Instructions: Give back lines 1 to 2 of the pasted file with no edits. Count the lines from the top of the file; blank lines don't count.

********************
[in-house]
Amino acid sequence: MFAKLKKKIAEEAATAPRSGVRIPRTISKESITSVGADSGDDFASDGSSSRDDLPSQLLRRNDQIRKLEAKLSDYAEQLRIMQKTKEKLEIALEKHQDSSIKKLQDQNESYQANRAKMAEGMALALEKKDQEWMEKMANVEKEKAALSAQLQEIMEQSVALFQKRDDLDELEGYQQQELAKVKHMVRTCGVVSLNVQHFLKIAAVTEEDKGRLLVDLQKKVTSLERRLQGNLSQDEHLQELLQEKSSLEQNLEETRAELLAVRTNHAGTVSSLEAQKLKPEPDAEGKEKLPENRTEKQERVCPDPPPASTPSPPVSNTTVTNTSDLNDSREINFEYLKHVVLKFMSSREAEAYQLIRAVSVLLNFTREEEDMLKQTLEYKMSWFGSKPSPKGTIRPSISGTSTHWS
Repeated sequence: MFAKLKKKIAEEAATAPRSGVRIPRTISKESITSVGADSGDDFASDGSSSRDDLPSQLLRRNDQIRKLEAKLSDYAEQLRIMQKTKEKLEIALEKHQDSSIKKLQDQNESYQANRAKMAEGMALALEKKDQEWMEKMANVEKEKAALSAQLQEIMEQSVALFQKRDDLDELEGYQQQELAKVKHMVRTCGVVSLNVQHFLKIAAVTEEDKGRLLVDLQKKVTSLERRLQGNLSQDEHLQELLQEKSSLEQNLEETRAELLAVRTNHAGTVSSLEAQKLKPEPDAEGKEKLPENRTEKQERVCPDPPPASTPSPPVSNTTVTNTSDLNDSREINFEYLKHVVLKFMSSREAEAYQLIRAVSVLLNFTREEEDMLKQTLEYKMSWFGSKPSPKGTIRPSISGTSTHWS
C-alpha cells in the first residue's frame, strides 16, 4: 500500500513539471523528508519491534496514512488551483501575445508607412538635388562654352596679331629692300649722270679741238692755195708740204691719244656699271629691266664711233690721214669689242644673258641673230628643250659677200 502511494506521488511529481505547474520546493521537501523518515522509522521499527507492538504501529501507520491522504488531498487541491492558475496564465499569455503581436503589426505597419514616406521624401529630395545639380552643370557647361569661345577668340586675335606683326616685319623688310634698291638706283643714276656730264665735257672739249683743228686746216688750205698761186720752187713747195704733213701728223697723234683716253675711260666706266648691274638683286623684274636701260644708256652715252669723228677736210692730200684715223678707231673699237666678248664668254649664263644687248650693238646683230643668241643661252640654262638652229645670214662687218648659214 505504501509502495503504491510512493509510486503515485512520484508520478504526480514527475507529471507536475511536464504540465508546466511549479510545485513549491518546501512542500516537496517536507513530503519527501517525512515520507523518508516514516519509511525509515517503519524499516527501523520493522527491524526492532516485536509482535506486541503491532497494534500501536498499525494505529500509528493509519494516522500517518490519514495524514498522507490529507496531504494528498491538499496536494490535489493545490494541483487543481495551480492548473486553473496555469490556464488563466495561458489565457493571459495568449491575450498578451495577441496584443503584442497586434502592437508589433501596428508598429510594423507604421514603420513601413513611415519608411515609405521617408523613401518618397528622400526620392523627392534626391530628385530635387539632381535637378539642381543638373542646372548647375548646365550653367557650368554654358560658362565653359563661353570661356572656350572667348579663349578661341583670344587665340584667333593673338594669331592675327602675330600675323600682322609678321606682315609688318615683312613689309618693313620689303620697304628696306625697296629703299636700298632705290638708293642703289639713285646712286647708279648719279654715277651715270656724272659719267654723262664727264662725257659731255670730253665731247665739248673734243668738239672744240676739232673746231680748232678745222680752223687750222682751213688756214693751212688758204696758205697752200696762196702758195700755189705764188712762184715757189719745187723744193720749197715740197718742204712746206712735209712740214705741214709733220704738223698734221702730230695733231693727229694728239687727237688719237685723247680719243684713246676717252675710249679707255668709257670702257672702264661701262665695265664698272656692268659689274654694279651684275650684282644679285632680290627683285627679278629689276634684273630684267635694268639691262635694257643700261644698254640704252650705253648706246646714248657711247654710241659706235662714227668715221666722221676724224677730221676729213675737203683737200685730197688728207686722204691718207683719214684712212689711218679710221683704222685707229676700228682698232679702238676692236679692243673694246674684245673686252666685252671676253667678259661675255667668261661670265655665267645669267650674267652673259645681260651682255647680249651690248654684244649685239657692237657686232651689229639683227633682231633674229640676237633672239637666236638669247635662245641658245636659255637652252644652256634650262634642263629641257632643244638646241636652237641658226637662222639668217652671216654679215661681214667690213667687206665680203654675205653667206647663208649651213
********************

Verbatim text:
[in-house]
Amino acid sequence: MFAKLKKKIAEEAATAPRSGVRIPRTISKESITSVGADSGDDFASDGSSSRDDLPSQLLRRNDQIRKLEAKLSDYAEQLRIMQKTKEKLEIALEKHQDSSIKKLQDQNESYQANRAKMAEGMALALEKKDQEWMEKMANVEKEKAALSAQLQEIMEQSVALFQKRDDLDELEGYQQQELAKVKHMVRTCGVVSLNVQHFLKIAAVTEEDKGRLLVDLQKKVTSLERRLQGNLSQDEHLQELLQEKSSLEQNLEETRAELLAVRTNHAGTVSSLEAQKLKPEPDAEGKEKLPENRTEKQERVCPDPPPASTPSPPVSNTTVTNTSDLNDSREINFEYLKHVVLKFMSSREAEAYQLIRAVSVLLNFTREEEDMLKQTLEYKMSWFGSKPSPKGTIRPSISGTSTHWS